The textile industry is characterized by heterogeneity; large firms coexist with small ones, and some sectors of the industry are highly competitive while others are highly concentrated. However, certain common tendencies characterize capital-labor relationships. There is intense competition in the industry, which threatens mill towns and communities, and an antiunion ideology permeates these areas. For many mills, the characteristically small production units of manufacture and the fragmentation and dispersion of corporate ownership among numerous families are factors as well.
The textile industry in the United States was never highly unionized. Yet, prior to the onset of World War II, textile workers in the United States made inroads into unionizing the industry. The textile industry entered the post-World War II period with a stronger union presence at the workplace and greater competition in the economy.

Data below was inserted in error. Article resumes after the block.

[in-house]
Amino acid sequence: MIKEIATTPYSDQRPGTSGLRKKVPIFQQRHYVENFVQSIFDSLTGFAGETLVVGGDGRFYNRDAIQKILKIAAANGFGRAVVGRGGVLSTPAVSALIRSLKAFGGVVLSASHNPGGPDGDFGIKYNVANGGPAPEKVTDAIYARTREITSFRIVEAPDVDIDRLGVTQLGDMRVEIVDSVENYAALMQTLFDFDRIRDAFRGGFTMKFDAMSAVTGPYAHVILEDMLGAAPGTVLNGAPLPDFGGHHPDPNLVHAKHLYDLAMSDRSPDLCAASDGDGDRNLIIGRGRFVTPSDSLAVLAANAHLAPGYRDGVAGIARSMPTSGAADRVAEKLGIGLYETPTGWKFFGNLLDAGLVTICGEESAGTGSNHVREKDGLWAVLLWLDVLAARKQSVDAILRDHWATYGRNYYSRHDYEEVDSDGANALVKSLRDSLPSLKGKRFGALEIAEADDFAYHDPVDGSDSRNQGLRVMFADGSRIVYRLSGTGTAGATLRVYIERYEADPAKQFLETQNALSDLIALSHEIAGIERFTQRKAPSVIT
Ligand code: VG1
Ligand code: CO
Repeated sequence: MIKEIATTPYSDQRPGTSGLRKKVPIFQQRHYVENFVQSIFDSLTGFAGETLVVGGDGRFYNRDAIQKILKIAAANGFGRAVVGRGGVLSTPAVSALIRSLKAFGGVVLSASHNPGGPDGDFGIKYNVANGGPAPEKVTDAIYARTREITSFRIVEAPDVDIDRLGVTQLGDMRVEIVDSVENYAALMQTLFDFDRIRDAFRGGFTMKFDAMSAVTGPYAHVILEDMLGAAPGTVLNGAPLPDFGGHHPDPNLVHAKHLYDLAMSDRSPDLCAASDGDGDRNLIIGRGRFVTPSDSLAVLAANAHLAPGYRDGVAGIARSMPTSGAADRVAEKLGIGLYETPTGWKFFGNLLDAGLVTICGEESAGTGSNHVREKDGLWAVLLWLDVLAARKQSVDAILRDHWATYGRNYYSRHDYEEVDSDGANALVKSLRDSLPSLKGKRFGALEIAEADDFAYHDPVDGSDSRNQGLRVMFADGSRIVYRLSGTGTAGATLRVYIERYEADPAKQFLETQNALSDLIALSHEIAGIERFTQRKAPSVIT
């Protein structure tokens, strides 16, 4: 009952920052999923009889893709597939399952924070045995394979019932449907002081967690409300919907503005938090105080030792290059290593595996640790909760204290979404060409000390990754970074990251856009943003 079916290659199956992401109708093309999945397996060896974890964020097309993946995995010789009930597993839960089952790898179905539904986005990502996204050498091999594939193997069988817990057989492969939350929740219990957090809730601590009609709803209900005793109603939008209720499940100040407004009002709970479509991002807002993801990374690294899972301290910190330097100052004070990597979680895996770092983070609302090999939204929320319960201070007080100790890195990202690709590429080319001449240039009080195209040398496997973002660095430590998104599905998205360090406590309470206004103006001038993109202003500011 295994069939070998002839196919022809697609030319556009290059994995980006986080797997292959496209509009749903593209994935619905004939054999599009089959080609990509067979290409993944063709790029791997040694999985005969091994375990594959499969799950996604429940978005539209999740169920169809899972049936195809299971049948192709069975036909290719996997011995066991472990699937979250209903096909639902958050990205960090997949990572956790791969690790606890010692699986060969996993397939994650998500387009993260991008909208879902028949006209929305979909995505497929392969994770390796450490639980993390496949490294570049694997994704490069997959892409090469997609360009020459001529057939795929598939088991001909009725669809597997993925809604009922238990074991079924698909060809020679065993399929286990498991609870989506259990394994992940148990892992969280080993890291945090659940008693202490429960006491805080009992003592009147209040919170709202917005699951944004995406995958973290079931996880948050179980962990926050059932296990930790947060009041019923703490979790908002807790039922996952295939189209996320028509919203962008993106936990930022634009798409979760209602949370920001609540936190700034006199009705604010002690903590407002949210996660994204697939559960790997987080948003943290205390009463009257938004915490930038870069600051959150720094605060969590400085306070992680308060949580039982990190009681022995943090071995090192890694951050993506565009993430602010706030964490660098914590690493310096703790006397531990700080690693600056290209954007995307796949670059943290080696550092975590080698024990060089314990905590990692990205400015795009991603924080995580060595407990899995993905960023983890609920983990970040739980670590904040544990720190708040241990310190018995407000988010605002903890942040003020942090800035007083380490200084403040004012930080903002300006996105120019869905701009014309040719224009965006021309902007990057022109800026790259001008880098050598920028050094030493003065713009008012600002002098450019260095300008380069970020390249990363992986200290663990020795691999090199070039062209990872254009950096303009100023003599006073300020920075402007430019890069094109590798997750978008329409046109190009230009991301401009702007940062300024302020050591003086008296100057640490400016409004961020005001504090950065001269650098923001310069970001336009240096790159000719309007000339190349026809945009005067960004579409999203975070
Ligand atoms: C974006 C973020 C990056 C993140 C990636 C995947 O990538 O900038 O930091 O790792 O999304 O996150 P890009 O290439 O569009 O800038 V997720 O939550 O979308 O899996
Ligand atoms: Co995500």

However, during the post- World War II period, textile industries were able to impede unionization and restructure capital-labor relationships. The industry became increasingly more concentrated during this period, and while it has not approximated the levels of capital concentration found in many other industries, the larger corporations have been able to amass greater financial resources. Both increasing mechanization of the labor process and capital migration became possible with greater disposable capital. While these processes are analytically distinct they are interdependent and occur simultaneously.
The adoption of technological innovations in the labor process occurred largely during the 1960s. In addition to new forms of machinery, synthetic fibers that eliminate cleaning processes, computerization, and new architectural forms promoted the combination and integration of many areas of textile production. Moreover, recruitment of management from professional business